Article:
Canary BellCanary Bell – We haven’t tried a yellow bell yet, so we decided to go with this one. It is highly productive, sets early and continues all through summer and is also resistant to Tobacco Mosaic Virus.

 

 

Pepper-Etiuda-PP192-webEtuida Bell – When I read that this was considered one of the best tasting peppers out there, I had to try it. It is a productive producer of very large, thick skinned fruit.

 

 

Pepper-Horizon-Bell-Pepper-PP187-webHorizon Bell – This is a pepper to replace the Orange Bell as it is more productive while not sacrificing flavor.

 

 

nardello-aJimmy Nardello – We got a LOT of requests to grow this pepper. It looks like it will be hot but ends up being incredibly sweet and flavorful. It’s an Italian frying pepper that is productive and has earned itself a place on Slow Food’s “Ark of Taste.”

 

 

purple beautyPurple Beauty – We grew this on a whim last year and were surprised at how well it sells. It produces a multitude of medium sized, thin walled purple fruit that are easy to find in among the foliage.

 

 

quadrato-d-asti-giallo-pepperQuadrato Asti Giallo – This has been our most productive bell pepper giving us good sized, thick walled fruit all through summer. This is an Italian pepper that is green slowly ripening to yellow.

 

 

Tomatoes

Amish Paste – Of the many paste tomatoes we tasted, this one was far and away, the best tasting. I look forward to trying the concentrated flavor of these when canning. Nice sized red Roma type tomatoes that are good for both canning and fresh eating (something you can’t say about most paste tomatoes).

 

Aunt Gertie’s Gold – One of the all-around best tasting tomatoes available. A golden yellow tomato that can grow to nearly a pound provides a sweet, fruity and complex flavor.

 

Aunt Lucy’s Italian Paste – Abundant producer of 2″ round red paste tomatoes with few seeds. From Italy, this is a very rare tomato variety, but should earn a place at anyone’s table. Classic sweet, tart flavor that is expected of old Italian heirloom tomatoes.

 

Aussie – This large red tomato is a replacement for Brandywine, which is popular, but just can’t win the taste tests like Aussie can. Aussie offers a very well balanced old-fashioned tomato flavor in a large, 1lb package on large vigorous plants.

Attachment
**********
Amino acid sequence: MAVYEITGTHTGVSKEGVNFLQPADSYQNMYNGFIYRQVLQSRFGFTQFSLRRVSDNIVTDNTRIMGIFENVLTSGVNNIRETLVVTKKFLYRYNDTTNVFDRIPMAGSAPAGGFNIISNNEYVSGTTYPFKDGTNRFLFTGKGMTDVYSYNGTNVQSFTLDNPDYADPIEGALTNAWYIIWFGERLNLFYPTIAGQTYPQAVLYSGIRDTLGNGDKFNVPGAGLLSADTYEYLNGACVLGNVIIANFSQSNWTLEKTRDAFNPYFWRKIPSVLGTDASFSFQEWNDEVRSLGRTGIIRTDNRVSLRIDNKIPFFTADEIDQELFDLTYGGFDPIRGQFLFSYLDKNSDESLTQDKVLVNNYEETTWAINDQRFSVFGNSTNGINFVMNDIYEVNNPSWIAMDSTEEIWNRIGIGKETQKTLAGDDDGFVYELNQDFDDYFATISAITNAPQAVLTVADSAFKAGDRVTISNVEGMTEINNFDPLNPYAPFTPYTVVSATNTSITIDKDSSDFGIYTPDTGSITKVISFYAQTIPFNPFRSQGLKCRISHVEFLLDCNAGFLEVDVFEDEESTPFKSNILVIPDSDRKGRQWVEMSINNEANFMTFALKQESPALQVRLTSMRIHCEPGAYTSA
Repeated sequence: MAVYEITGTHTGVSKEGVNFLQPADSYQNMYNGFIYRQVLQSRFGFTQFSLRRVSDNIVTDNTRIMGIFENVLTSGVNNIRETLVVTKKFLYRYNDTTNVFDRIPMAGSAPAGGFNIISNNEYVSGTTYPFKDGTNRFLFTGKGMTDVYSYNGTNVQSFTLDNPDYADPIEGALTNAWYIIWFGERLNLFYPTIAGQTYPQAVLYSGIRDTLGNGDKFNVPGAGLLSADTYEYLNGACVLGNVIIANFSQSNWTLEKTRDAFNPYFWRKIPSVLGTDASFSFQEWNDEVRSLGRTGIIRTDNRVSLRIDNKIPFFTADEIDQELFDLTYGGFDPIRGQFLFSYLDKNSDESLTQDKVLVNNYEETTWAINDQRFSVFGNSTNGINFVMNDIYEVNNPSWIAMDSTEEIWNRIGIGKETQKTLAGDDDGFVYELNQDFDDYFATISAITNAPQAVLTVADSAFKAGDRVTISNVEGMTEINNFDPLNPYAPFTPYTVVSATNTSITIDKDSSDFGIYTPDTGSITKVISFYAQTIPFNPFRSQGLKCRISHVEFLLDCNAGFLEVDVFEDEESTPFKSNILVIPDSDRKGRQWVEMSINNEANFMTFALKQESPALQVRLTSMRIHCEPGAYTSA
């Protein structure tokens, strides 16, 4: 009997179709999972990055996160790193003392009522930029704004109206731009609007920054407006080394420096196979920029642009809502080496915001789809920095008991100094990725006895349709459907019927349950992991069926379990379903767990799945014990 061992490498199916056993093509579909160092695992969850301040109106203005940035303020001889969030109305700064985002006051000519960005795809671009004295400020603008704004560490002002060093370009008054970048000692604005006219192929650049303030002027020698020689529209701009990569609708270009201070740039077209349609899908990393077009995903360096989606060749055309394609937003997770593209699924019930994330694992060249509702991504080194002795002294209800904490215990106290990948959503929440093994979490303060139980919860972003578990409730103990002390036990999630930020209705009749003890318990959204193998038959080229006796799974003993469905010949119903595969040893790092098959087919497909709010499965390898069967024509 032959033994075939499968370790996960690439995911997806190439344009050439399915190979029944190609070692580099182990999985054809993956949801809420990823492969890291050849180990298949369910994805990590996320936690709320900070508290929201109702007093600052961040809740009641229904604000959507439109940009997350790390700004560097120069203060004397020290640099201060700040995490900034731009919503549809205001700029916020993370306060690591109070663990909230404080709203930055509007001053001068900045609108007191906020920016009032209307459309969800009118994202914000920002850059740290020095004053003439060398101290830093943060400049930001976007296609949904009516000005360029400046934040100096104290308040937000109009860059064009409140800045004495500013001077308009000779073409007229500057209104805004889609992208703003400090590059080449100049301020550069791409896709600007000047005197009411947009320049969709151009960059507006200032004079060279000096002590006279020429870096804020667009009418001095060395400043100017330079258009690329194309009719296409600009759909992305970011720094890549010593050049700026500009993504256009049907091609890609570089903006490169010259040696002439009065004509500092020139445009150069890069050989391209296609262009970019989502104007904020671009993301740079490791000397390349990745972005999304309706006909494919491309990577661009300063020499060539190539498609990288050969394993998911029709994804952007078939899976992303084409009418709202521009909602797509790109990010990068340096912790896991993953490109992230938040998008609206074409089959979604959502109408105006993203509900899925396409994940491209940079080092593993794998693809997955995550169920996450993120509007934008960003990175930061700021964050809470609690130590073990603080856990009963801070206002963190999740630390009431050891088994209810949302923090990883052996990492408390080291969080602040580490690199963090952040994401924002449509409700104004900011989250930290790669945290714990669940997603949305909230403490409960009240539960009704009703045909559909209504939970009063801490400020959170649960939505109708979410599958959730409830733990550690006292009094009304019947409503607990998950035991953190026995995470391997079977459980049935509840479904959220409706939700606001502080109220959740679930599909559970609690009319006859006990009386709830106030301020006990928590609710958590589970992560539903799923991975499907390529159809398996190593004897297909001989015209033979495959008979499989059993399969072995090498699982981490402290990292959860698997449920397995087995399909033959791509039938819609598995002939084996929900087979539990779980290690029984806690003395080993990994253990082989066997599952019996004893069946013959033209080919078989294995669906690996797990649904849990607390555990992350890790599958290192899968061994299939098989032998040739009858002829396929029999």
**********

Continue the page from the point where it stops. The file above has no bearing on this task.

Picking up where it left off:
black krimBlack Krim – One of our most popular varieties. A purple-black beefsteak with a hearty, rich flavor. Fruits get darker when exposed to sunlight. Productive.

 

 

Blush – Elongated cherry tomatoes, they start out a striped yellow and ripen with a pink blush to them. Productive plants give you sweet, fruity and refreshing fruit that you won’t be able to stop eating right off the vine.

 

Carmello – This red French variety (we have are offering an open pollinated strain) is thought to be one of the most productive varieties available, this tomatoes pumps out juicy fruits that have exceptional balanced flavor. Shows disease resistance.

 

 

Cherokee Green

Cherokee Green – A green beefsteak that has a bold, bright flavor with acid. My husband says it’s “zingy.” Best flavor of the green tomatoes. Very productive plant. Just keep an eye on it so you don’t wait too long to pick the fruits which will have a yellow hue with ripe.

 

Dixie Golden Giant – A whopper of a tomato coming in at almost 2lbs, this lemon yellow tomato has an incredible mild and sweet, fruity flavor. Shows some disease resistance and like most Amish varieties is very productive.

 

green zebraGreen Zebra – Small 2-1/2″-3″  salad tomato that is green with darker green stripes. Fruit is sweet and “zingy.” Very productive plant if you can find all the fruit! The light green will have a yellow hue when ripe. Makes a really good green pesto bruschetta.